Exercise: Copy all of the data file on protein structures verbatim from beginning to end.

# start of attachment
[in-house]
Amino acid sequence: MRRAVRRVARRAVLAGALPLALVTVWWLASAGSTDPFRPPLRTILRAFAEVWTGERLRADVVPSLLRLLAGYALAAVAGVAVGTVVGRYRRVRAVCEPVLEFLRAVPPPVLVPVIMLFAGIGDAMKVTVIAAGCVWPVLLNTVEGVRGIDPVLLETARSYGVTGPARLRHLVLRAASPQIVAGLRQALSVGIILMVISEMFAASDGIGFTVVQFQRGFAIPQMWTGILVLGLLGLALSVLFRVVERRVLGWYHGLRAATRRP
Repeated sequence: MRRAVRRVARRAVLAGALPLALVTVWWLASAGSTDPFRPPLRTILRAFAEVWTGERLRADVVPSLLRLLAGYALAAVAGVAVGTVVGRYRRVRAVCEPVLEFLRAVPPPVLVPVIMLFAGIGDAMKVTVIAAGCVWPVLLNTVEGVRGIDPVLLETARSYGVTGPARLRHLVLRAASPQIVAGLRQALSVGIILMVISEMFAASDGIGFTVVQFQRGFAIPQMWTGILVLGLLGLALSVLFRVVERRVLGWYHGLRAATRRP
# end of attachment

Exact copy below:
[in-house]
Amino acid sequence: MRRAVRRVARRAVLAGALPLALVTVWWLASAGSTDPFRPPLRTILRAFAEVWTGERLRADVVPSLLRLLAGYALAAVAGVAVGTVVGRYRRVRAVCEPVLEFLRAVPPPVLVPVIMLFAGIGDAMKVTVIAAGCVWPVLLNTVEGVRGIDPVLLETARSYGVTGPARLRHLVLRAASPQIVAGLRQALSVGIILMVISEMFAASDGIGFTVVQFQRGFAIPQMWTGILVLGLLGLALSVLFRVVERRVLGWYHGLRAATRRP
Repeated sequence: MRRAVRRVARRAVLAGALPLALVTVWWLASAGSTDPFRPPLRTILRAFAEVWTGERLRADVVPSLLRLLAGYALAAVAGVAVGTVVGRYRRVRAVCEPVLEFLRAVPPPVLVPVIMLFAGIGDAMKVTVIAAGCVWPVLLNTVEGVRGIDPVLLETARSYGVTGPARLRHLVLRAASPQIVAGLRQALSVGIILMVISEMFAASDGIGFTVVQFQRGFAIPQMWTGILVLGLLGLALSVLFRVVERRVLGWYHGLRAATRRP